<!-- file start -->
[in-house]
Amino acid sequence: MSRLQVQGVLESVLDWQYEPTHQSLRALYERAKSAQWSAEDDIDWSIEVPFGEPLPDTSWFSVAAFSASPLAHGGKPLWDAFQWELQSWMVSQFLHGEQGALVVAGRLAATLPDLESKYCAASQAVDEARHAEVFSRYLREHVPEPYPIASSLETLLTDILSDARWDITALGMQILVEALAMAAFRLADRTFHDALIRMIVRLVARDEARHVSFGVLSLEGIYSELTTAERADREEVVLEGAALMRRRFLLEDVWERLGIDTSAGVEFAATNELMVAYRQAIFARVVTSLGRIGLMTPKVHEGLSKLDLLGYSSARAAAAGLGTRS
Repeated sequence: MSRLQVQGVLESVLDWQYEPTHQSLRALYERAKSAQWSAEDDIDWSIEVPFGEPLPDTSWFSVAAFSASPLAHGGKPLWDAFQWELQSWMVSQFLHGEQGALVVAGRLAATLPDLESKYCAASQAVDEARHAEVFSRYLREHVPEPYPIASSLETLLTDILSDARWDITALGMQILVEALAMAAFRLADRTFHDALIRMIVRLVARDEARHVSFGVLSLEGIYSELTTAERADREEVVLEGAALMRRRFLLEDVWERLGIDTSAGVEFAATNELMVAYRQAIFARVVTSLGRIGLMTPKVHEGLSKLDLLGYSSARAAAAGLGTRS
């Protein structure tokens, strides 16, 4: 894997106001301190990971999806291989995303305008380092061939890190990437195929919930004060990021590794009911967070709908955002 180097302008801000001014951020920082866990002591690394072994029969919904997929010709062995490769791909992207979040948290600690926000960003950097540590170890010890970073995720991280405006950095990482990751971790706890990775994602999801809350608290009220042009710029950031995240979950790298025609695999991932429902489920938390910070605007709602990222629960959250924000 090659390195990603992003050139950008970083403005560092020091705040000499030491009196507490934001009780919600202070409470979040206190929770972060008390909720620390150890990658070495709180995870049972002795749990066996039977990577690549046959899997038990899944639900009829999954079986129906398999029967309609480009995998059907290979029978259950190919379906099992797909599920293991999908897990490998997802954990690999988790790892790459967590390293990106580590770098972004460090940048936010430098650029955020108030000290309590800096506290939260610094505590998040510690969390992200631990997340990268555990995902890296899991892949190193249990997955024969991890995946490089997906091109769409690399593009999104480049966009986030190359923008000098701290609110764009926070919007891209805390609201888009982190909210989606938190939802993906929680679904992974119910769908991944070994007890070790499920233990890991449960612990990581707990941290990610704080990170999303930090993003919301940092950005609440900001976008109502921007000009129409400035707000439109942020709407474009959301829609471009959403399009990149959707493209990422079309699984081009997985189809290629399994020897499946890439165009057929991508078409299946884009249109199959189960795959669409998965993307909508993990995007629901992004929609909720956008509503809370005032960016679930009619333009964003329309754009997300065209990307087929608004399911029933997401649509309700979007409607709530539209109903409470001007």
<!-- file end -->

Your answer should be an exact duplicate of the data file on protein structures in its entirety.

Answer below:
[in-house]
Amino acid sequence: MSRLQVQGVLESVLDWQYEPTHQSLRALYERAKSAQWSAEDDIDWSIEVPFGEPLPDTSWFSVAAFSASPLAHGGKPLWDAFQWELQSWMVSQFLHGEQGALVVAGRLAATLPDLESKYCAASQAVDEARHAEVFSRYLREHVPEPYPIASSLETLLTDILSDARWDITALGMQILVEALAMAAFRLADRTFHDALIRMIVRLVARDEARHVSFGVLSLEGIYSELTTAERADREEVVLEGAALMRRRFLLEDVWERLGIDTSAGVEFAATNELMVAYRQAIFARVVTSLGRIGLMTPKVHEGLSKLDLLGYSSARAAAAGLGTRS
Repeated sequence: MSRLQVQGVLESVLDWQYEPTHQSLRALYERAKSAQWSAEDDIDWSIEVPFGEPLPDTSWFSVAAFSASPLAHGGKPLWDAFQWELQSWMVSQFLHGEQGALVVAGRLAATLPDLESKYCAASQAVDEARHAEVFSRYLREHVPEPYPIASSLETLLTDILSDARWDITALGMQILVEALAMAAFRLADRTFHDALIRMIVRLVARDEARHVSFGVLSLEGIYSELTTAERADREEVVLEGAALMRRRFLLEDVWERLGIDTSAGVEFAATNELMVAYRQAIFARVVTSLGRIGLMTPKVHEGLSKLDLLGYSSARAAAAGLGTRS
């Protein structure tokens, strides 16, 4: 894997106001301190990971999806291989995303305008380092061939890190990437195929919930004060990021590794009911967070709908955002 180097302008801000001014951020920082866990002591690394072994029969919904997929010709062995490769791909992207979040948290600690926000960003950097540590170890010890970073995720991280405006950095990482990751971790706890990775994602999801809350608290009220042009710029950031995240979950790298025609695999991932429902489920938390910070605007709602990222629960959250924000 090659390195990603992003050139950008970083403005560092020091705040000499030491009196507490934001009780919600202070409470979040206190929770972060008390909720620390150890990658070495709180995870049972002795749990066996039977990577690549046959899997038990899944639900009829999954079986129906398999029967309609480009995998059907290979029978259950190919379906099992797909599920293991999908897990490998997802954990690999988790790892790459967590390293990106580590770098972004460090940048936010430098650029955020108030000290309590800096506290939260610094505590998040510690969390992200631990997340990268555990995902890296899991892949190193249990997955024969991890995946490089997906091109769409690399593009999104480049966009986030190359923008000098701290609110764009926070919007891209805390609201888009982190909210989606938190939802993906929680679904992974119910769908991944070994007890070790499920233990890991449960612990990581707990941290990610704080990170999303930090993003919301940092950005609440900001976008109502921007000009129409400035707000439109942020709407474009959301829609471009959403399009990149959707493209990422079309699984081009997985189809290629399994020897499946890439165009057929991508078409299946884009249109199959189960795959669409998965993307909508993990995007629901992004929609909720956008509503809370005032960016679930009619333009964003329309754009997300065209990307087929608004399911029933997401649509309700979007409607709530539209109903409470001007």